Can the IMF be trusted on Zimbabwe?
By Wellington Gadzikwa
Over the past weeks debates have been raging on whether or not it is desirable for the government to mend its relations with the International Monetary Fund (IMF).
The drive to mend these relations has been seen as an about turn by the country after dumping the Bretton Woods institution some years back due to its predominantly genocidal policies that have plunged most nations that implemented their reform measures in the late 1970’s up to the 1990’s in endemic poverty.
I am one of those who feel that having relations with the IMF and accepting them to monitor and dictate the path to economic reform is like committing suicide as the wounds of what these multilateral institutions inflicted on the ordinary people have not yet healed.
Bretton Woods institutions and the structural adjustment programmes (Saps) they implemented in Zimbabwe have killed many lives, exacerbated and entrenched a vicious cycle of impoverishment and dependency.
The reform policies are much more than the deadly Ebola virus.
To make the situation worse, IMF and World Bank officials did admit that when they implemented the Saps in Zimbabwe, they were experimenting and that if the experiment did not work in Zimbabwe it would not work anywhere in Africa.
The results of these measures have condemned people to destitution and death — they destroyed industries through the call for liberalisation of trade among other key attributes of the so-called Washington Consensus.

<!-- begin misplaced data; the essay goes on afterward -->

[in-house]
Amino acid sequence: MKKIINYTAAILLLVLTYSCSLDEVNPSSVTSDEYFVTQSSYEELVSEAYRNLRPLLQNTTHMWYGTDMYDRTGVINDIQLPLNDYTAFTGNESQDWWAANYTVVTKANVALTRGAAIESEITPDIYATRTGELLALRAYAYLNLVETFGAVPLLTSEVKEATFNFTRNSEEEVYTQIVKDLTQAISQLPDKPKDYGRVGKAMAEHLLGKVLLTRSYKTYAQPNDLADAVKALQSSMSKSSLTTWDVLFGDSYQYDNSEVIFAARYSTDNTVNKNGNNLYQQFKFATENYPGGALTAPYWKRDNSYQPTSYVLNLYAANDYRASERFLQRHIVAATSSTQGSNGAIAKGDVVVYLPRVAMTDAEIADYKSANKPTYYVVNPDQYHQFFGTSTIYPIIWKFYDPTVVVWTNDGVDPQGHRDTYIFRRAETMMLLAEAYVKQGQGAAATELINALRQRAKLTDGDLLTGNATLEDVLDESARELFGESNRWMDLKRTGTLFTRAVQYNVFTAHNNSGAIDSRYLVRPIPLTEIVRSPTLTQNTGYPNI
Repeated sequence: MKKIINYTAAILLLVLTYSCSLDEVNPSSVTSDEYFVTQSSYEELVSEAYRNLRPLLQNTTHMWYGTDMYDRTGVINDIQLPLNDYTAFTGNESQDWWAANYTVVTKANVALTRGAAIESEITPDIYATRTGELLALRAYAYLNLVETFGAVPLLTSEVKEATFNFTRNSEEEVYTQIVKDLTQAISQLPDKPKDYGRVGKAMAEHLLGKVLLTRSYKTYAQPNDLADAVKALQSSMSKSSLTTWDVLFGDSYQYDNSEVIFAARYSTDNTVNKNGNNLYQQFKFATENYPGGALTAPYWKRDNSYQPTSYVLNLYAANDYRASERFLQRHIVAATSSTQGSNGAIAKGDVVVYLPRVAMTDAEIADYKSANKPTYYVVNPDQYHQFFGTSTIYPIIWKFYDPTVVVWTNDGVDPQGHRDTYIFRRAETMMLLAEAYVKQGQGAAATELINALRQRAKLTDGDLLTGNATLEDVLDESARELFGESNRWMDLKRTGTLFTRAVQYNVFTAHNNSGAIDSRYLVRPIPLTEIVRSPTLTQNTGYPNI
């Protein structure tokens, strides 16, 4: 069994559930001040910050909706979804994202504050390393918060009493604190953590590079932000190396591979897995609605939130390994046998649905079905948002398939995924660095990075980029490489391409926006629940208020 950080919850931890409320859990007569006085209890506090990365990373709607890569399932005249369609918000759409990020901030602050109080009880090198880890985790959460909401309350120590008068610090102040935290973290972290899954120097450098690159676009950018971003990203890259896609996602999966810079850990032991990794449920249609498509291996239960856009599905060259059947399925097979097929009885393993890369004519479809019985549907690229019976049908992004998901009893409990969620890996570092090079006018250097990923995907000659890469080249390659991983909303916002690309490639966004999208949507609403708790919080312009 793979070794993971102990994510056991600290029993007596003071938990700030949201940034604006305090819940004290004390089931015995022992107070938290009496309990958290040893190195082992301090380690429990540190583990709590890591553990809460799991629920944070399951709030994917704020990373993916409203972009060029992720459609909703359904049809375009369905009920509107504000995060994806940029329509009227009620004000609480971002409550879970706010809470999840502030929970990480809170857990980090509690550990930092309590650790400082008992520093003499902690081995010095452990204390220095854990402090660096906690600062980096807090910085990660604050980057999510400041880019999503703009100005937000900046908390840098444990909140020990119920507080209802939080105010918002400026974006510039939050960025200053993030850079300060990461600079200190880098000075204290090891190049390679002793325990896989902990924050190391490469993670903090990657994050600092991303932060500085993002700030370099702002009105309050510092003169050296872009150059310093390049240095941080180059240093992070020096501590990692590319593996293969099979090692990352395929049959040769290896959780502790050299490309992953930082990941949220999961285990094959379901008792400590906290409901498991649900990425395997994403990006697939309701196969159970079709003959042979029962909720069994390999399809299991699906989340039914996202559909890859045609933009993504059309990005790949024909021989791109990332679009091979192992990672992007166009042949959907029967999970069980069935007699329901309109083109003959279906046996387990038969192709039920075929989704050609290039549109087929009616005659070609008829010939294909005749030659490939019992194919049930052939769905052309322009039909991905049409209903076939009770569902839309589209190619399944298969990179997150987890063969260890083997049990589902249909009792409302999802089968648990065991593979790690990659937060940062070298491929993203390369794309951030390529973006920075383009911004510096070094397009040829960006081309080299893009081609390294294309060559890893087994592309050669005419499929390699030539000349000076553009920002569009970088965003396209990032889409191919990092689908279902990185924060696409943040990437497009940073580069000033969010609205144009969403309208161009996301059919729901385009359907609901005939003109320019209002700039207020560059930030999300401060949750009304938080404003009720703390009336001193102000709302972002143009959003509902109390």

Perhaps policymakers forget too easily when confronted with situations that seem gigantic.
Which economy has developed to the level of the second world industrialising countries like China, Singapore, Korea or to some extent South Africa with the help of the Bretton Woods institutions’ backed reforms? What has been the effect of austerity measures on the very same people that leaders of nations and governments want to uplift?
Sometimes it is wise to do some reading around this area before accepting simplistic explanations which are not backed by empirical evidence.
One sure thing that has emerged from the IMF is that when they insist on being paid back what poor countries owe to them as a condition for giving loans in itself, tells even a dumpsite scavenger that whatever they are saying they do not mean well.
These institutions are serving their ascribed role of being the global collectors of debt owed to shareholders of the bank and other multilateral finance institutions.
If the Bretton Woods institutions refuse to give credit to any nation, it becomes the benchmark for all other lenders to follow suit, their intentions become crystal clear.
All countries that have never been fully integrated into the Bretton Woods institutions have managed to grow their economies and improve the welfare of their own people much better than celebrated “democracies” cited as examples by such institutions.
Zimbabwe has an excellent chance to prove “itself on its own” and has the opportunity to improve its economy without being integrated into this relationship which it opted out because of its irrelevance to its desires and the interests of its people.
The implementation of these reform measures saw a lot of workers being laid off and becoming desperate, a situation which led to discontentment, resentment and led to strong anti-government feelings because the people looked to the state for answers to all their problems.
The introduction of cost recovery measures in health and education caused a lot of hardships as many people could not afford to pay after being retrenched — the only solution was to protest in the form of false democratisation drive with the hope for a better life.
If during the 1990’s a group of western-educated scholars convinced a revolutionary government to accept this deadly concoction from IMF and World Bank, should the same mistake be repeated expecting different results?
If so what is the meaning of the word “experience.”